Army rabbi: IDF is no place for mistreating women

Brig.-Gen. Rafi Peretz vows to keep extremist Jewish behavior out of IDF ranks; PM speaks out against exclusion of women.

December 30, 2011 08:59
1 minute read.
Female IDF soldiers applying camouflage

IDF female soldier, camoflage_311. (photo credit: Reuters)


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The chief IDF rabbi said he would prevent extremist religious behavior from affecting the role of women in the armed forces, Army Radio reported Friday.

"The same oversight that occurred in Beit Shemesh will not occur in the IDF," Brig.-Gen. and IDF rabbi Rafi Peretz wrote to IDF officials, referring to the recent series of extremist religious assaults and verbal attacks against women in the flashpoint town near Jerusalem.

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The IDF rabbi said he would not tolerate a particular interpretation of Jewish law to impact the social environment of the IDF.

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"The spirit of Jewish law does not allow discrimination or violation of women in any circumstance and on any grounds," Peretz wrote. "I cannot stand idly by in the face of such serious affronts."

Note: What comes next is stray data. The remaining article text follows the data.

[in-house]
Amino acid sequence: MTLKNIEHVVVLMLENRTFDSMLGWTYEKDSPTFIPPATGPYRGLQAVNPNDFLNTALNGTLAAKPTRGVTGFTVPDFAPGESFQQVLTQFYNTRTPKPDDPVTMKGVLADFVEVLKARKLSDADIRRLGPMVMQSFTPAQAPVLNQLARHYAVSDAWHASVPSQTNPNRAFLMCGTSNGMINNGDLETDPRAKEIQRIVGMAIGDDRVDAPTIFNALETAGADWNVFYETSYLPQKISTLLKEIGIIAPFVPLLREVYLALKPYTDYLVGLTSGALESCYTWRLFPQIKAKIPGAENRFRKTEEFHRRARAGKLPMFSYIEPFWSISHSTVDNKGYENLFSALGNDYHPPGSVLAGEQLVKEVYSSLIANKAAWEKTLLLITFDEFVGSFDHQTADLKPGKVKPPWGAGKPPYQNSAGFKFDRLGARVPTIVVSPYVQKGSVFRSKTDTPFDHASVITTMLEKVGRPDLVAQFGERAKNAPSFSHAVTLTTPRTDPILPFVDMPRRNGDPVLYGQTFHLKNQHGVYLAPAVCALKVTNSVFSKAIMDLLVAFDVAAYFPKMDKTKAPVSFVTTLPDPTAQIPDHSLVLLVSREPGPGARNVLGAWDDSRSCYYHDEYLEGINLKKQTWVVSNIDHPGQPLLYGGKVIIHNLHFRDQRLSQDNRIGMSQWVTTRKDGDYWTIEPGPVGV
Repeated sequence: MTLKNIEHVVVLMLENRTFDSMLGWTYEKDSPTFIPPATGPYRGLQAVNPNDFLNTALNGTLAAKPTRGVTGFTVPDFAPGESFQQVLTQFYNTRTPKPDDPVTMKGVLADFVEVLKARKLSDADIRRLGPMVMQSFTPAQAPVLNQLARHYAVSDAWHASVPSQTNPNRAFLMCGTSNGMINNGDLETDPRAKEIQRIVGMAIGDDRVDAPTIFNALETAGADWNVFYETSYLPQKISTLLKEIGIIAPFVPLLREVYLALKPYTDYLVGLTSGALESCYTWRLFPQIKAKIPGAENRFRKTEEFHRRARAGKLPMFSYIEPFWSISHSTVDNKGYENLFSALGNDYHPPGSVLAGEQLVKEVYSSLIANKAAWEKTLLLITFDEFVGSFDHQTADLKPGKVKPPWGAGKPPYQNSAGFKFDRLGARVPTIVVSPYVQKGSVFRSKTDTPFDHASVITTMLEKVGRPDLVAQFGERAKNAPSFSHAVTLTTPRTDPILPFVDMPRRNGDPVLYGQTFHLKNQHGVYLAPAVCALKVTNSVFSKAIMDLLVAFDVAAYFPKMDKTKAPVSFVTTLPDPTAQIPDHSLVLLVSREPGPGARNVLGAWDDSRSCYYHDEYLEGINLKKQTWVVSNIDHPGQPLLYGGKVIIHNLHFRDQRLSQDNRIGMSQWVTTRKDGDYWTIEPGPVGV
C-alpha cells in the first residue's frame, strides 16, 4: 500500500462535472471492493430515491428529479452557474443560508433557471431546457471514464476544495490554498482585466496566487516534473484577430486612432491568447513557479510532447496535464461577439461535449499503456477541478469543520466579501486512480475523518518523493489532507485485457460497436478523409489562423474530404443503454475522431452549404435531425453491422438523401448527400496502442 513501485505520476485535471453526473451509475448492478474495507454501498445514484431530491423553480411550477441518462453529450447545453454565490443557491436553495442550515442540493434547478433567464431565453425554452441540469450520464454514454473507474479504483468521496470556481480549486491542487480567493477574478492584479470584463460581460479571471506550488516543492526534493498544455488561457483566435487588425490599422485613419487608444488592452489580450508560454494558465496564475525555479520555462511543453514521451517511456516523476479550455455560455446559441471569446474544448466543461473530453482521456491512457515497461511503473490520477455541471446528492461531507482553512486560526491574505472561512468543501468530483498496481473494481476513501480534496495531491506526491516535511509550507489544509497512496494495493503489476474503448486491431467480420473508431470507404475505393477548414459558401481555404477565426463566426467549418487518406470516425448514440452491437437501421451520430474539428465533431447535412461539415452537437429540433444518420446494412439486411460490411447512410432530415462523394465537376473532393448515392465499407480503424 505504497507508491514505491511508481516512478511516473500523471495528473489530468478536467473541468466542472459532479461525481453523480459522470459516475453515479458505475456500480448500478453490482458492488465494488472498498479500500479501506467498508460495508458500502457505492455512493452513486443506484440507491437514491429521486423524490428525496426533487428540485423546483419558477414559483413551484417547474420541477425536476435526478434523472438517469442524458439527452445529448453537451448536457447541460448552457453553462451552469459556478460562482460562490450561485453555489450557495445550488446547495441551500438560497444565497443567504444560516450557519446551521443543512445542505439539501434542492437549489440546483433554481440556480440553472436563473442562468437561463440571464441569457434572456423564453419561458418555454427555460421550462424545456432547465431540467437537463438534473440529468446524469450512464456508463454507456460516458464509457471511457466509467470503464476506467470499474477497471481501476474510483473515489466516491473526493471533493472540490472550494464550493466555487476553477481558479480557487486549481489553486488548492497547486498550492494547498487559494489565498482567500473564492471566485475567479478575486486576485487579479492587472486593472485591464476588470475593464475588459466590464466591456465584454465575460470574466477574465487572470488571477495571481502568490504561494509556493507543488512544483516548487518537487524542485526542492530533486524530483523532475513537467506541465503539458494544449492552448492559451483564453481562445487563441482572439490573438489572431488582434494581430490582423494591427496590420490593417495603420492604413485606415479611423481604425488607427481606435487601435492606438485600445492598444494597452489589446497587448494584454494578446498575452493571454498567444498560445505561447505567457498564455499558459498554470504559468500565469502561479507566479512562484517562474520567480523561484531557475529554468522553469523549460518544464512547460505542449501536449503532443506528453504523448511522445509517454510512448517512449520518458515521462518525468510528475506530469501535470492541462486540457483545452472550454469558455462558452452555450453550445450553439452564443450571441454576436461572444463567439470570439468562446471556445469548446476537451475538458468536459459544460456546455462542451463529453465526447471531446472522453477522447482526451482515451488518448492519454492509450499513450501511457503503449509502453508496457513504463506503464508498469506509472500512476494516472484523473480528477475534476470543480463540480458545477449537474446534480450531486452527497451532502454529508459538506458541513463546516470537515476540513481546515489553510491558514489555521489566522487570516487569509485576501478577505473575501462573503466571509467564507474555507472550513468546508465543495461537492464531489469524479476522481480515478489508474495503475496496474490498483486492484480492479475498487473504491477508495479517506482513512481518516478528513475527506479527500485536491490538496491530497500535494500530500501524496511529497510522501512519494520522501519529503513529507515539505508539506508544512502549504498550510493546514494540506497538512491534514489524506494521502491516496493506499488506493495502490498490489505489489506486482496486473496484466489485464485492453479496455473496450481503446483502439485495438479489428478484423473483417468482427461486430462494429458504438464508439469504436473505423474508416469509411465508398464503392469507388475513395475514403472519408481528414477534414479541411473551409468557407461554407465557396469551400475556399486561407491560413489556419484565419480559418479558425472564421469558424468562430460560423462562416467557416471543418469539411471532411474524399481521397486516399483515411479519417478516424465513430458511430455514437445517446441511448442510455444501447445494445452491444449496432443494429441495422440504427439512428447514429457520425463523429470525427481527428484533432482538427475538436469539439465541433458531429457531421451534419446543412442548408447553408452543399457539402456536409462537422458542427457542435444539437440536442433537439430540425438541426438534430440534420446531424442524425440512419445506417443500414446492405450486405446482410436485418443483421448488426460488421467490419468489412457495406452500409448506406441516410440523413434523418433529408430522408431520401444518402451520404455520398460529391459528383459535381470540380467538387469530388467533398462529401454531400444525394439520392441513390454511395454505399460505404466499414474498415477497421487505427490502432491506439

Peretz's comments echo those of Prime Minister Binyamin Netanyahu on Thursday, when he reiterated his opposition to discrimination against women.

The prime minister cited five female soldiers who graduating from the Israel Air Force pilot's course as an example of women's equality.

Speaking at the IAF pilot's course graduation ceremony at the Hatzerim Air Force Base in the Negev, Netanyahu said that "in the State of Israel, in which women sit in the cockpit, women can sit in any place."

The prime minister's comments came amid controversy surrounding the exclusion of women in the public sphere in the haredi (ultra-Orthodox) community. In the most recent incident, a haredi resident of Jerusalem was indicted for sexual harassment on Thursday after allegedly shouting a sexual slur at a female IDF soldier who refused to heed his request that she move to the back of a bus.


Defense Minister Ehud Barak also addressed the pilot's course graduates, taking pride in the fact that five of the graduates were women.

"You strengthen and empower the whole society, well done," Barak said to the course's female graduates. "Women are part of our society, more than half of it, and all of us, religious and secular alike, must not only treat them with respect, but also must understand that equality is a natural-born right.

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